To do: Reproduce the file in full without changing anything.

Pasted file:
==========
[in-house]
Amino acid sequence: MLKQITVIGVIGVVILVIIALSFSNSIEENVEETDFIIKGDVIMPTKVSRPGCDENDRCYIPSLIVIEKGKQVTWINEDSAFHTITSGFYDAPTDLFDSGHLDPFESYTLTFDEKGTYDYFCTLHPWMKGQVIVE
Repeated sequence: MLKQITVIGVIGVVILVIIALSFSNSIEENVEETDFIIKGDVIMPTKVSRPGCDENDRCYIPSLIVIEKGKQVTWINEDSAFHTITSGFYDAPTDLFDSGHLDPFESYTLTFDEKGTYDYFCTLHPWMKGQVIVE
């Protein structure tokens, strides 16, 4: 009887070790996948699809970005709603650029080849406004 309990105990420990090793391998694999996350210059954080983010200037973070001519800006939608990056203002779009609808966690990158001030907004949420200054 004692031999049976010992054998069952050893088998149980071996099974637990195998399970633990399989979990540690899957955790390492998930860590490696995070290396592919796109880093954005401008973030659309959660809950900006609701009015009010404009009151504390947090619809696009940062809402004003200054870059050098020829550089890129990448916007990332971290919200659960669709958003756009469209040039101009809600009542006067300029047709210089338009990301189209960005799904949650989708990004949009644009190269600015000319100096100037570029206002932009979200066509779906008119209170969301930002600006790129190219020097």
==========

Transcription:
[in-house]
Amino acid sequence: MLKQITVIGVIGVVILVIIALSFSNSIEENVEETDFIIKGDVIMPTKVSRPGCDENDRCYIPSLIVIEKGKQVTWINEDSAFHTITSGFYDAPTDLFDSGHLDPFESYTLTFDEKGTYDYFCTLHPWMKGQVIVE
Repeated sequence: MLKQITVIGVIGVVILVIIALSFSNSIEENVEETDFIIKGDVIMPTKVSRPGCDENDRCYIPSLIVIEKGKQVTWINEDSAFHTITSGFYDAPTDLFDSGHLDPFESYTLTFDEKGTYDYFCTLHPWMKGQVIVE
């Protein structure tokens, strides 16, 4: 009887070790996948699809970005709603650029080849406004 309990105990420990090793391998694999996350210059954080983010200037973070001519800006939608990056203002779009609808966690990158001030907004949420200054 004692031999049976010992054998069952050893088998149980071996099974637990195998399970633990399989979990540690899957955790390492998930860590490696995070290396592919796109880093954005401008973030659309959660809950900006609701009015009010404009009151504390947090619809696009940062809402004003200054870059050098020829550089890129990448916007990332971290919200659960669709958003756009469209040039101009809600009542006067300029047709210089338009990301189209960005799904949650989708990004949009644009190269600015000319100096100037570029206002932009979200066509779906008119209170969301930002600006790129190219020097």